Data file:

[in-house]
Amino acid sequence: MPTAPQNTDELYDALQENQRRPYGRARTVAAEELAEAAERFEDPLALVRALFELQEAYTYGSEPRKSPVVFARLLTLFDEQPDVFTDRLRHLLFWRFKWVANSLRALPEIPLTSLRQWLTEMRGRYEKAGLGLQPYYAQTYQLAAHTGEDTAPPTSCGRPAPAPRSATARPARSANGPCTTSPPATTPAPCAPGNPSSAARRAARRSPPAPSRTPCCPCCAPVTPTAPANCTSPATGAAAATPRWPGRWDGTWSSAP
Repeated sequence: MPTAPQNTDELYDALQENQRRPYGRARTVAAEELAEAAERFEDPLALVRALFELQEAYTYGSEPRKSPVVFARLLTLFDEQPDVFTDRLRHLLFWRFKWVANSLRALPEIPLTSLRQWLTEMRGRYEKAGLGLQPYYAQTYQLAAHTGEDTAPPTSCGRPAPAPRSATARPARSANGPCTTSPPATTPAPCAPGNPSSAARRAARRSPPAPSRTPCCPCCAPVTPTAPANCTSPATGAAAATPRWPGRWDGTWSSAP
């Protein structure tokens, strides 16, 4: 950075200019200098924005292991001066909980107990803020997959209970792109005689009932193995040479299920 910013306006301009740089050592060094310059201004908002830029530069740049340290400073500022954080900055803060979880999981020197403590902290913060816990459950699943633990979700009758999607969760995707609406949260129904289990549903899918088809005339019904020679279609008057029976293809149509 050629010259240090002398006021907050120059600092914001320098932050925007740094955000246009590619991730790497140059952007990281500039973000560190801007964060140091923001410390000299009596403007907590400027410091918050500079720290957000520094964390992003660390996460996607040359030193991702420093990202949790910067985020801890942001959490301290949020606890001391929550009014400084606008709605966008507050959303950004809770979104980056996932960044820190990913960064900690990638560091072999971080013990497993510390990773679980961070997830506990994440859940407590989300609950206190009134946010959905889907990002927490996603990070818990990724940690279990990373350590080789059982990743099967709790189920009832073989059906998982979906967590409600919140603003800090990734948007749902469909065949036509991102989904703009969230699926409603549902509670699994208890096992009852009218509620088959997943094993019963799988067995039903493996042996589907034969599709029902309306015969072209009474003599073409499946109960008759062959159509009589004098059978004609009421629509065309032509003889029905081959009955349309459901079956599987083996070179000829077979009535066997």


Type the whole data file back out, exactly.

[in-house]
Amino acid sequence: MPTAPQNTDELYDALQENQRRPYGRARTVAAEELAEAAERFEDPLALVRALFELQEAYTYGSEPRKSPVVFARLLTLFDEQPDVFTDRLRHLLFWRFKWVANSLRALPEIPLTSLRQWLTEMRGRYEKAGLGLQPYYAQTYQLAAHTGEDTAPPTSCGRPAPAPRSATARPARSANGPCTTSPPATTPAPCAPGNPSSAARRAARRSPPAPSRTPCCPCCAPVTPTAPANCTSPATGAAAATPRWPGRWDGTWSSAP
Repeated sequence: MPTAPQNTDELYDALQENQRRPYGRARTVAAEELAEAAERFEDPLALVRALFELQEAYTYGSEPRKSPVVFARLLTLFDEQPDVFTDRLRHLLFWRFKWVANSLRALPEIPLTSLRQWLTEMRGRYEKAGLGLQPYYAQTYQLAAHTGEDTAPPTSCGRPAPAPRSATARPARSANGPCTTSPPATTPAPCAPGNPSSAARRAARRSPPAPSRTPCCPCCAPVTPTAPANCTSPATGAAAATPRWPGRWDGTWSSAP
């Protein structure tokens, strides 16, 4: 950075200019200098924005292991001066909980107990803020997959209970792109005689009932193995040479299920 910013306006301009740089050592060094310059201004908002830029530069740049340290400073500022954080900055803060979880999981020197403590902290913060816990459950699943633990979700009758999607969760995707609406949260129904289990549903899918088809005339019904020679279609008057029976293809149509 050629010259240090002398006021907050120059600092914001320098932050925007740094955000246009590619991730790497140059952007990281500039973000560190801007964060140091923001410390000299009596403007907590400027410091918050500079720290957000520094964390992003660390996460996607040359030193991702420093990202949790910067985020801890942001959490301290949020606890001391929550009014400084606008709605966008507050959303950004809770979104980056996932960044820190990913960064900690990638560091072999971080013990497993510390990773679980961070997830506990994440859940407590989300609950206190009134946010959905889907990002927490996603990070818990990724940690279990990373350590080789059982990743099967709790189920009832073989059906998982979906967590409600919140603003800090990734948007749902469909065949036509991102989904703009969230699926409603549902509670699994208890096992009852009218509620088959997943094993019963799988067995039903493996042996589907034969599709029902309306015969072209009474003599073409499946109960008759062959159509009589004098059978004609009421629509065309032509003889029905081959009955349309459901079956599987083996070179000829077979009535066997």